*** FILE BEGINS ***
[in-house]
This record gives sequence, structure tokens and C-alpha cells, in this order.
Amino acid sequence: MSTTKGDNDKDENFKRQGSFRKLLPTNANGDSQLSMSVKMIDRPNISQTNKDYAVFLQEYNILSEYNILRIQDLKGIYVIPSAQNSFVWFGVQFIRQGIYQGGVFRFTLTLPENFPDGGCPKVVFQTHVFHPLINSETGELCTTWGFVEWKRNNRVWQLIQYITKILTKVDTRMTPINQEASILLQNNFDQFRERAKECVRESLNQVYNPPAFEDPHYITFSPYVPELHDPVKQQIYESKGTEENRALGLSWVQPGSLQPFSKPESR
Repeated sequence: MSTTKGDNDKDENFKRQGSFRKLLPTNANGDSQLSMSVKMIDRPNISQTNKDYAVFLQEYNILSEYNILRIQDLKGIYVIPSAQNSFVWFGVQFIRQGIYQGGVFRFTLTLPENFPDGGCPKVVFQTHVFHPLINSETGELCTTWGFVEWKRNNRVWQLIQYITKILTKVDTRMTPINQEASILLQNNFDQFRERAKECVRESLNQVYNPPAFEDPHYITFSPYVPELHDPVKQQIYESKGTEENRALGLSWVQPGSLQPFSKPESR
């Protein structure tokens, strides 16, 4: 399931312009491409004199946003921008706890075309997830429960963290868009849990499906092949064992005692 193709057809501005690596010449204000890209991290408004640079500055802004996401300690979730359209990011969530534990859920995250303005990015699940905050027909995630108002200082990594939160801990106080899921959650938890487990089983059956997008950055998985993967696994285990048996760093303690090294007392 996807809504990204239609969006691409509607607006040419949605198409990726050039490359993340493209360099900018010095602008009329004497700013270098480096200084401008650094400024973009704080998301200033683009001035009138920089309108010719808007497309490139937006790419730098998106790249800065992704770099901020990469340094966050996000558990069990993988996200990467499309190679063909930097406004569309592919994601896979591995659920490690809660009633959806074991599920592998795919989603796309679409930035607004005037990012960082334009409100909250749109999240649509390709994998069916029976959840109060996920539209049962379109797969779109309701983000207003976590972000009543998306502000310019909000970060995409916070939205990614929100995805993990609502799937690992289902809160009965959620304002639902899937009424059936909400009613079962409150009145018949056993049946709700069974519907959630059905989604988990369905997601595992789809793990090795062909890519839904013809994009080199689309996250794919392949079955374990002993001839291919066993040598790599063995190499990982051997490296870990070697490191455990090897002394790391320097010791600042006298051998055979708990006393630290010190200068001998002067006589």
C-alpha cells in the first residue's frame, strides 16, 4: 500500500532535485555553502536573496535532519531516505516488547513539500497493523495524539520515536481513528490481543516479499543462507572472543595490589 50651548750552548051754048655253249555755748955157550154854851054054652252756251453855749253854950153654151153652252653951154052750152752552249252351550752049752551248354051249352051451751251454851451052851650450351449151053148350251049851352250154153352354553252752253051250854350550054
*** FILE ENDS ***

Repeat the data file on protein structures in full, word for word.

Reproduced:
[in-house]
This record gives sequence, structure tokens and C-alpha cells, in this order.
Amino acid sequence: MSTTKGDNDKDENFKRQGSFRKLLPTNANGDSQLSMSVKMIDRPNISQTNKDYAVFLQEYNILSEYNILRIQDLKGIYVIPSAQNSFVWFGVQFIRQGIYQGGVFRFTLTLPENFPDGGCPKVVFQTHVFHPLINSETGELCTTWGFVEWKRNNRVWQLIQYITKILTKVDTRMTPINQEASILLQNNFDQFRERAKECVRESLNQVYNPPAFEDPHYITFSPYVPELHDPVKQQIYESKGTEENRALGLSWVQPGSLQPFSKPESR
Repeated sequence: MSTTKGDNDKDENFKRQGSFRKLLPTNANGDSQLSMSVKMIDRPNISQTNKDYAVFLQEYNILSEYNILRIQDLKGIYVIPSAQNSFVWFGVQFIRQGIYQGGVFRFTLTLPENFPDGGCPKVVFQTHVFHPLINSETGELCTTWGFVEWKRNNRVWQLIQYITKILTKVDTRMTPINQEASILLQNNFDQFRERAKECVRESLNQVYNPPAFEDPHYITFSPYVPELHDPVKQQIYESKGTEENRALGLSWVQPGSLQPFSKPESR
């Protein structure tokens, strides 16, 4: 399931312009491409004199946003921008706890075309997830429960963290868009849990499906092949064992005692 193709057809501005690596010449204000890209991290408004640079500055802004996401300690979730359209990011969530534990859920995250303005990015699940905050027909995630108002200082990594939160801990106080899921959650938890487990089983059956997008950055998985993967696994285990048996760093303690090294007392 996807809504990204239609969006691409509607607006040419949605198409990726050039490359993340493209360099900018010095602008009329004497700013270098480096200084401008650094400024973009704080998301200033683009001035009138920089309108010719808007497309490139937006790419730098998106790249800065992704770099901020990469340094966050996000558990069990993988996200990467499309190679063909930097406004569309592919994601896979591995659920490690809660009633959806074991599920592998795919989603796309679409930035607004005037990012960082334009409100909250749109999240649509390709994998069916029976959840109060996920539209049962379109797969779109309701983000207003976590972000009543998306502000310019909000970060995409916070939205990614929100995805993990609502799937690992289902809160009965959620304002639902899937009424059936909400009613079962409150009145018949056993049946709700069974519907959630059905989604988990369905997601595992789809793990090795062909890519839904013809994009080199689309996250794919392949079955374990002993001839291919066993040598790599063995190499990982051997490296870990070697490191455990090897002394790391320097010791600042006298051998055979708990006393630290010190200068001998002067006589």
C-alpha cells in the first residue's frame, strides 16, 4: 500500500532535485555553502536573496535532519531516505516488547513539500497493523495524539520515536481513528490481543516479499543462507572472543595490589 50651548750552548051754048655253249555755748955157550154854851054054652252756251453855749253854950153654151153652252653951154052750152752552249252351550752049752551248354051249352051451751251454851451052851650450351449151053148350251049851352250154153352354553252752253051250854350550054